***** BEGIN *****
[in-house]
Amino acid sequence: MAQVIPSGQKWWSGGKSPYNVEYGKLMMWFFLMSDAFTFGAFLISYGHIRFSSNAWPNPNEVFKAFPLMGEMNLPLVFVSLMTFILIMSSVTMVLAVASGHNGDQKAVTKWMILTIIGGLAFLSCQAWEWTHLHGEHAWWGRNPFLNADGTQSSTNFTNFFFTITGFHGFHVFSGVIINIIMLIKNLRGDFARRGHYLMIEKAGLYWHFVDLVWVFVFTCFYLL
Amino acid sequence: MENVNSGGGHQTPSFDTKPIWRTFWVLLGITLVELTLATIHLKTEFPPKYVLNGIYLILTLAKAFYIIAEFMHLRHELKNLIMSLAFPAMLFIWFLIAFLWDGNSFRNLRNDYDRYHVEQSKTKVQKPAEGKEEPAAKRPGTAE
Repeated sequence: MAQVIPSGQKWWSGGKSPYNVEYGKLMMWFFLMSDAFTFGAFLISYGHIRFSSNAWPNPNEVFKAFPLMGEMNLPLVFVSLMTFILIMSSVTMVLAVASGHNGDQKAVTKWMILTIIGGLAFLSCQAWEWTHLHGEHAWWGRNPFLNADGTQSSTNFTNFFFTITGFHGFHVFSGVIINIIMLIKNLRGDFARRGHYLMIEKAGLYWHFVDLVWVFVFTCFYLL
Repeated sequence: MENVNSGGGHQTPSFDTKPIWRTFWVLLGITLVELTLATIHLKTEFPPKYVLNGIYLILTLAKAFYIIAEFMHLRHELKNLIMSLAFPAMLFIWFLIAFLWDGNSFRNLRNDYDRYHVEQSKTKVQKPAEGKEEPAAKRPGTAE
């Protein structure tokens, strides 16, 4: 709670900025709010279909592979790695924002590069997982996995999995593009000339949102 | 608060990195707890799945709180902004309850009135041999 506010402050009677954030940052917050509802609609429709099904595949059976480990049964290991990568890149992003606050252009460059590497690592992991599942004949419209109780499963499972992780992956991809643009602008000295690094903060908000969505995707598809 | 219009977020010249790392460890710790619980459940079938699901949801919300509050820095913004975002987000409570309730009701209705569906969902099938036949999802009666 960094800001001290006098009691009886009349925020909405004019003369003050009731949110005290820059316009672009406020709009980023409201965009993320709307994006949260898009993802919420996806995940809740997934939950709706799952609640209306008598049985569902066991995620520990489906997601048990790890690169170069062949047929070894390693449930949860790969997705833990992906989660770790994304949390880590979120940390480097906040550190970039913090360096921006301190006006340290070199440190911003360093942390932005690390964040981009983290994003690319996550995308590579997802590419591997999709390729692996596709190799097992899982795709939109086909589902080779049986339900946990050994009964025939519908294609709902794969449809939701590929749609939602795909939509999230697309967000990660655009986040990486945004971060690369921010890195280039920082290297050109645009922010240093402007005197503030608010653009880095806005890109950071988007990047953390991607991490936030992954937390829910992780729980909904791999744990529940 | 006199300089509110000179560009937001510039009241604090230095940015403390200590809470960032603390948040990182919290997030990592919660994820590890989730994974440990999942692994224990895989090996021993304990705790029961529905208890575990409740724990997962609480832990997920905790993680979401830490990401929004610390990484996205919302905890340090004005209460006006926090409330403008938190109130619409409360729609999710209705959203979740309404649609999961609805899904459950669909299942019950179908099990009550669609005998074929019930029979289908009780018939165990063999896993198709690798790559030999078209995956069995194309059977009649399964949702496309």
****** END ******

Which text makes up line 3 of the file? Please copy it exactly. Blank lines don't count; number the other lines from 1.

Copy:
Amino acid sequence: MENVNSGGGHQTPSFDTKPIWRTFWVLLGITLVELTLATIHLKTEFPPKYVLNGIYLILTLAKAFYIIAEFMHLRHELKNLIMSLAFPAMLFIWFLIAFLWDGNSFRNLRNDYDRYHVEQSKTKVQKPAEGKEEPAAKRPGTAE